Serving Clovis, Portales and the Surrounding Communities

Commission takes charge of money for Ute Lake study

Staff writer

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The Interstate Streams Commission has taken charge of a $50,000 capital outlay allocation requested by the village of Logan, approved in legislation and signed by Gov. Susana Martinez.

A spokesperson said the ISC will use the cash to update its existing study of Ute Lake’s capacity.

Officials in Quay County say that cash was intended to be used by Logan to conduct the village’s own independent study. Their claims are supported by state Rep. Dennis Roch of Logan, who requested the Legislature’s appropriation.

Roch said every capital outlay appropriation has to go through a funding agency, which is why he requested it placed with the ISC. He said when he attached the $50,000 allocation he did not foresee the ISC taking charge of the money determining the best way to use it.

“This was not my intention at all,” Roch said. “I supported the funding with the legislative intent that the village of Logan would get money, set parameters for the study and hire a firm to conduct it independently.

“I have made calls to the governor to clarify this situation and explain to her that this was not my intent for the money when I supported the appropriation,” Roch said.

Logan Village Manager Larry Wallin said the village requested the capital outlay appropriation of $50,000 to conduct an independent firm yield study of Ute Lake in conjunction with the Quay County Commission’s 40-year water plan.

“The intent for the request for this money was to have an independent, new study done to produce current and relevant data,” Wallin said. “It was not intended for the use of updating or collaborating with an existing study.”

Wallin said when the village did not receive the money or documentation for the allocation from the state, village officials contacted Roch.

Lela Hunt, ISC public information officer, said the language of HB 55, which authorized the appropriation, did not give the money to Logan or to Quay County, nor did the Office of the State Engineer or ISC request the money. The ISC is a division of the state engineer’s office.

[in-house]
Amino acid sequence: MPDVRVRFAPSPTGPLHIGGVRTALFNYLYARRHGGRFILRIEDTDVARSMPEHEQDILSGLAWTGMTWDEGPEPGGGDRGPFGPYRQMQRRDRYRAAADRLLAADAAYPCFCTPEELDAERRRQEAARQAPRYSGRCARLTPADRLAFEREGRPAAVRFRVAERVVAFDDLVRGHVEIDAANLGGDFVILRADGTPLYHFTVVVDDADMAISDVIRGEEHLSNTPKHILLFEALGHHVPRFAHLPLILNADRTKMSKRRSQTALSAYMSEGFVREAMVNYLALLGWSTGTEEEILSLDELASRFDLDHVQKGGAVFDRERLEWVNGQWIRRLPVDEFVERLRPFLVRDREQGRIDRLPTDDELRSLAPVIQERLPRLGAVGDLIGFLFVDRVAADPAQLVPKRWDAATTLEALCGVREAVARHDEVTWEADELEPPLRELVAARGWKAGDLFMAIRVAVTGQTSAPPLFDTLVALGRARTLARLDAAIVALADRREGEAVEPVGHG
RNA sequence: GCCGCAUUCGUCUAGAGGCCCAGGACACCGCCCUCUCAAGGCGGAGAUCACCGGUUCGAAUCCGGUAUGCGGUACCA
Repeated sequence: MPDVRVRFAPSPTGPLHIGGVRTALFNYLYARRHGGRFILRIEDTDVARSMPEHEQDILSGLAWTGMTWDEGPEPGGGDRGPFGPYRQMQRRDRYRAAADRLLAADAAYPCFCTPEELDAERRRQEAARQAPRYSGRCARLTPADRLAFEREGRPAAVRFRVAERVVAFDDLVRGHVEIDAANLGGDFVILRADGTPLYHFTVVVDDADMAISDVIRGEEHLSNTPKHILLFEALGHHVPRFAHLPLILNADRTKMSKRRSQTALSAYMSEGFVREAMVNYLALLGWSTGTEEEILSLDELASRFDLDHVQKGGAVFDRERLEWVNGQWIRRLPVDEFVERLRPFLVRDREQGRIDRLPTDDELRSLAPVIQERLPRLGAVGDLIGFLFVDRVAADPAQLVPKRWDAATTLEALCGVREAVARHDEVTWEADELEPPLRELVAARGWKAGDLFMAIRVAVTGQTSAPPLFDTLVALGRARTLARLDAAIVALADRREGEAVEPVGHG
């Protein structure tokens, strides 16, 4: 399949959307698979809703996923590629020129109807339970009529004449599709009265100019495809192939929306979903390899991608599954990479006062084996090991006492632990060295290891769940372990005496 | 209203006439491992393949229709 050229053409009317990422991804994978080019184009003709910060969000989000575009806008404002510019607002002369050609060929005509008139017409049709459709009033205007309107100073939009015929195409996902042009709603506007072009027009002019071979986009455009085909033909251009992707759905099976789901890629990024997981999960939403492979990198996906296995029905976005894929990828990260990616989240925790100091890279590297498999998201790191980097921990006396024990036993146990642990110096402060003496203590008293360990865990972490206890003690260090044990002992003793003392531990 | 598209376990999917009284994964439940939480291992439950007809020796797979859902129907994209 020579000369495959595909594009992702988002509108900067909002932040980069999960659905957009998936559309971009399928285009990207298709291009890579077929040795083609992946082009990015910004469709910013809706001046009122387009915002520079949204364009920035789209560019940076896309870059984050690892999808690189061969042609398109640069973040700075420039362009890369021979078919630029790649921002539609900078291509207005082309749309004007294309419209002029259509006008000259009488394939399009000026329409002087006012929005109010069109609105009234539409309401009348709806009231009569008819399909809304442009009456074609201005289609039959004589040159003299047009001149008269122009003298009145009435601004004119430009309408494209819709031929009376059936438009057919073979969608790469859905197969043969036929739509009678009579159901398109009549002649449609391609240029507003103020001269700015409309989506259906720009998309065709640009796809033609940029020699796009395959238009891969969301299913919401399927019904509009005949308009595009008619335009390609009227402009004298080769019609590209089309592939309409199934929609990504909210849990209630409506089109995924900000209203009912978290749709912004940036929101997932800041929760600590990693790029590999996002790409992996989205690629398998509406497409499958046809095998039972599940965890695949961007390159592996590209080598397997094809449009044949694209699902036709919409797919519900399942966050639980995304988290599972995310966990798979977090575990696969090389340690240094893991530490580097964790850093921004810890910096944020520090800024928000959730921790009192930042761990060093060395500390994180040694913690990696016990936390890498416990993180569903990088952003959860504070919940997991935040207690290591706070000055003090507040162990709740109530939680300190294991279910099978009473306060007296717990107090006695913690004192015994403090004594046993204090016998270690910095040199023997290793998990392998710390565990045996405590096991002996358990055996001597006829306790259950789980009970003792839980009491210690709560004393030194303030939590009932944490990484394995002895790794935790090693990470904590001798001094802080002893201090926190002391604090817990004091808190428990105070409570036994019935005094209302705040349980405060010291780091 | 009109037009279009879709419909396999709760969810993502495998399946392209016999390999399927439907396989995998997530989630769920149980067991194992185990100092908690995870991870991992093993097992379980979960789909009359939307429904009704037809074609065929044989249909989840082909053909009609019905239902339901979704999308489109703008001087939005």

The ISC received an appropriation last session in HB 55 of $50,000 to update the ISC’s existing Ute Reservoir Yield Study, the “firm yield study,” Hunt said, which, she said, is normal practice.

The ISC, she said, has taken charge of the appropriation it was assigned. The ISC will complete the update of the Ute Reservoir Yield Study once the research and modeling required to update it are complete.

Logan requested the study to update data on Ute Lake’s water production. The request defied the Eastern New Mexico Rural Water Authority's steadfast intent to rely on a yield study conducted in 1994. Officials in Logan, the county and other Quay County communities argue that study is outdated.

The water authority is building the federally authorized $500 million Ute Pipeline project, designed to pump water from the reservoir near Logan to communities in the Clovis-Portales area.

Wallin said the independent study was intended to complement a water plan the Quay County Commission was going to conduct. In March, he said, the commission had authorized county government officials to apply for water plan funding from the New Mexico Finance Authority.

The finance authority approved $33,500 to cover 75 percent of the study’s costs and the commission hired HDR Engineering of Albuquerque to develop a water plan that would apply to communities within the county, said Richard Primrose, Quay County manager.

Primrose said the county and the other communities have agreed to pay the remaining portion of the water plan costs.

A new 40-year water plan would show the county seeks to meet definite objectives with its water rights, said Brad Bryant, Quay County Commission chairman. Incorporating a new and independent firm yield study that accounts for the effects of severe drought conditions would make the plan even more comprehensive, according to Bryant.

Bryant said if the county does not have a comprehensive plan, it is possible that outside interests may claim the water for their own purposes.

Primrose agreed a current firm yield study would be a great asset to include in the county’s 40-year water plan.

Wallin said he has approached the Logan Village Council to allocate money to help pay for an independent firm yield study in the absence of capital outlay funding.

State and federal courts have rejected Logan’s numerous demands for injunctions to stop the Ute Lake Pipeline project.

Quay County communities have benefited from Ute Lake’s recreational opportunities. Community leaders fear it could be threatened if water is siphoned from the lake to serve other communities without a sufficient or reliable inflow to maintain lake levels.

Gayla Brumfield, chair of the water authority, has said she is confident in existing studies and data. She said the authority will continue to move forward with the project.

The water authority began construction in February 2013 on the pipeline’s first phase, a $14 million intake structure along the reservoir’s south shore. The intake is scheduled for completion later this month.

Roch, who represents most of the communities involved in the dispute, said he attached the request for funding the study to a capital outlay request that also included $100,000 for the Ute Pipeline. He said the $100,000 was to finance a new study of the project’s feasibility.

The authority planned to use the $100,000 capital outlay toward the construction of an interim groundwater pipeline in northern Curry County. The $100,000 outlay is covering some engineering and design costs for the interim pipeline.